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Food & Drink

Wine, etc.: A wine brand grows from a passion for Italy | COMMENTARY

Charles Laurey shared with some friends a passion for Italy — its food, wine and culture. Many others do as well, though they wouldn’t think of launching a risky Italian wine brand to satisfy their passion. But that is what Laurey and his friends did.

Who in Italy — or any market for that matter — is willing to bet on a newcomer who doesn’t own vineyards or wineries? Or why would they think someone from Holland with a business in London would know anything about making wine in Italy?

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This is the genius of this enterprise: he convinced six well-respected winemakers spread around Italy to make a unique wine for him. Then, he put their names and images front and center on the label. Buyers may not trust the foreigner, but they trust the winemakers.

Laurey said, “By putting their name on the label, we felt more confident that quality will be good.”

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The six wines under the Suadela label are from several regions, including Friuli, Piedmont, Sardinia, Tuscany and Umbria. Three are single-grape varietal wines and three are blends. All but one are red. Next year’s collection will include wines made by two female winemakers and two new regions — Campania and Sicily.

“Suadela” is a Roman goddess of temptation, seduction and love — everything Italian, right?

Here are the winemaking luminaries and their Suadela wines:

  • Beppe Caviola, Barolo.
  • Riccardo Cotarella, Rapsodia in Rosso.
  • Lorenzo Landi, Cannonau di Sardegna.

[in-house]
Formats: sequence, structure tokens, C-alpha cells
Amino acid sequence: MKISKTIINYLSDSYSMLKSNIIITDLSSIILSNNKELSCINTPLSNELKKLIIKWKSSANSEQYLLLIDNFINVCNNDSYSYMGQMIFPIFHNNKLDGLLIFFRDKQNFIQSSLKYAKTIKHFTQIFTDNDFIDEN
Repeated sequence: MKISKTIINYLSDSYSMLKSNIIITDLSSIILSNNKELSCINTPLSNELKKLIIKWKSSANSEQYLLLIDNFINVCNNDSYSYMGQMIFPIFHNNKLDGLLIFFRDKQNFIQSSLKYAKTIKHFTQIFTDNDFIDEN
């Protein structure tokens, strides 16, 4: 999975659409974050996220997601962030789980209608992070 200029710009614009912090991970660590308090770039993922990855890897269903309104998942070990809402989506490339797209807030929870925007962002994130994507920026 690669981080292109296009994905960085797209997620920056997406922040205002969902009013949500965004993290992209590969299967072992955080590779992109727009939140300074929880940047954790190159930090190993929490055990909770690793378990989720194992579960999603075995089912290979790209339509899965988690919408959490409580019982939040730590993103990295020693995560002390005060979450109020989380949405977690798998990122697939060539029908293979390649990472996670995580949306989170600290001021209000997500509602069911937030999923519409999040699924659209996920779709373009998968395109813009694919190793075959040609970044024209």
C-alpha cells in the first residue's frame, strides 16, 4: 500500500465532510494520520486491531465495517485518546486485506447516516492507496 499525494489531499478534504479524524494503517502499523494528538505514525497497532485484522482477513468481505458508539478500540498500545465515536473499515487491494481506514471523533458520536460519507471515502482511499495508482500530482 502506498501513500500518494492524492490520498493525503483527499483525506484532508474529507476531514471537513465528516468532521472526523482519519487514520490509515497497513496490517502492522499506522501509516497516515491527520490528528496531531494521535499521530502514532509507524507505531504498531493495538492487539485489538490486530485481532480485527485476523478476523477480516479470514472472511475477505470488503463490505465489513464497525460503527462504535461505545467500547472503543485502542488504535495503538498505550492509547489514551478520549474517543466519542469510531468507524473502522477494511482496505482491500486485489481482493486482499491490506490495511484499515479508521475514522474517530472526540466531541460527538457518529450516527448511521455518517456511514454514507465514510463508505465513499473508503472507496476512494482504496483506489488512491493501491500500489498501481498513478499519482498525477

• Gianni Menotti, Friuli Colli Orientali Bianco.
  • Umberto Trombelli, Toscana Rosso.
  • Paolo Vagaggini, Montecucco Sangiovese Riserva.

Laurey, who said the venture is so new he hasn’t given himself a title, said the winemakers were allowed a broad license to make their wines.

“We wanted them to make a wine they would love to drink, that is unique to us and of good quality,” Laurey said. Quantities also were limited to about 2,000 bottles.

We tasted the wines and were particularly fond of the 2015 Suadela Cannonau di Sardegna ($32). Cannonau is a relative of grenache. We also like the 2015 Suadela Montecucco Sangiovese Riserva ($55) and the rich and spicy 2016 Barolo ($75). These are all special wines with a unique twist that speaks well of the winemaker.

Suadela wines are sold through its website, https://suadela.com.

White Beaujolais

Over the years we’ve encountered a number of nontraditional white wines made from red grape varieties or white wines from traditionally red-wine regions. The first we remember was the ubiquitous, semisweet white zinfandel of the late 1970s that took the U.S. by storm and brought in an army of new wine drinkers. Since then, winemakers have experimented with white pinot, white merlot and white cabernet sauvignon to name a few. Because most red wine grapes express white grape must when pressed, almost any grape can result in white wine. However, a recent encounter with Beaujolais Blanc was new to us.